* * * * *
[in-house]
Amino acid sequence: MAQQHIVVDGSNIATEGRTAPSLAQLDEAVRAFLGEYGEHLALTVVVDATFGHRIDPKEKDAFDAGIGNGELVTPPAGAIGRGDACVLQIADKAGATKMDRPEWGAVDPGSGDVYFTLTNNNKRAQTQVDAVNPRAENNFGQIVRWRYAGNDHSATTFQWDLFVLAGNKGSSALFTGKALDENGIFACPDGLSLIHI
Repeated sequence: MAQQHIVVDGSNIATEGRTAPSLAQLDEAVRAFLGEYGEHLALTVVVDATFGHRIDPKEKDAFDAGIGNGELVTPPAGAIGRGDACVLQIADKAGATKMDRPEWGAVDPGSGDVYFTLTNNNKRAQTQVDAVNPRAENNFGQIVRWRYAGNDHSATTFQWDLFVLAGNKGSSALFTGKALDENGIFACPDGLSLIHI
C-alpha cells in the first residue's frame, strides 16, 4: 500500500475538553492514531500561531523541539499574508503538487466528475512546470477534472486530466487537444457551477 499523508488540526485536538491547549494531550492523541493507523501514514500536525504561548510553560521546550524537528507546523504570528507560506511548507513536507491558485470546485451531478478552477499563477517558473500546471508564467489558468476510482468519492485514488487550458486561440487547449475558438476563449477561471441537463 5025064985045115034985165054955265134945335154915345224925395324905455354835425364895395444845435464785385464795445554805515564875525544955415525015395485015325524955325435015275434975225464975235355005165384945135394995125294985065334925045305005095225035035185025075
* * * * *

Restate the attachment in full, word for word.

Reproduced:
[in-house]
Amino acid sequence: MAQQHIVVDGSNIATEGRTAPSLAQLDEAVRAFLGEYGEHLALTVVVDATFGHRIDPKEKDAFDAGIGNGELVTPPAGAIGRGDACVLQIADKAGATKMDRPEWGAVDPGSGDVYFTLTNNNKRAQTQVDAVNPRAENNFGQIVRWRYAGNDHSATTFQWDLFVLAGNKGSSALFTGKALDENGIFACPDGLSLIHI
Repeated sequence: MAQQHIVVDGSNIATEGRTAPSLAQLDEAVRAFLGEYGEHLALTVVVDATFGHRIDPKEKDAFDAGIGNGELVTPPAGAIGRGDACVLQIADKAGATKMDRPEWGAVDPGSGDVYFTLTNNNKRAQTQVDAVNPRAENNFGQIVRWRYAGNDHSATTFQWDLFVLAGNKGSSALFTGKALDENGIFACPDGLSLIHI
C-alpha cells in the first residue's frame, strides 16, 4: 500500500475538553492514531500561531523541539499574508503538487466528475512546470477534472486530466487537444457551477 499523508488540526485536538491547549494531550492523541493507523501514514500536525504561548510553560521546550524537528507546523504570528507560506511548507513536507491558485470546485451531478478552477499563477517558473500546471508564467489558468476510482468519492485514488487550458486561440487547449475558438476563449477561471441537463 5025064985045115034985165054955265134945335154915345224925395324905455354835425364895395444845435464785385464795445554805515564875525544955415525015395485015325524955325435015275434975225464975235355005165384945135394995125294985065334925045305005095225035035185025075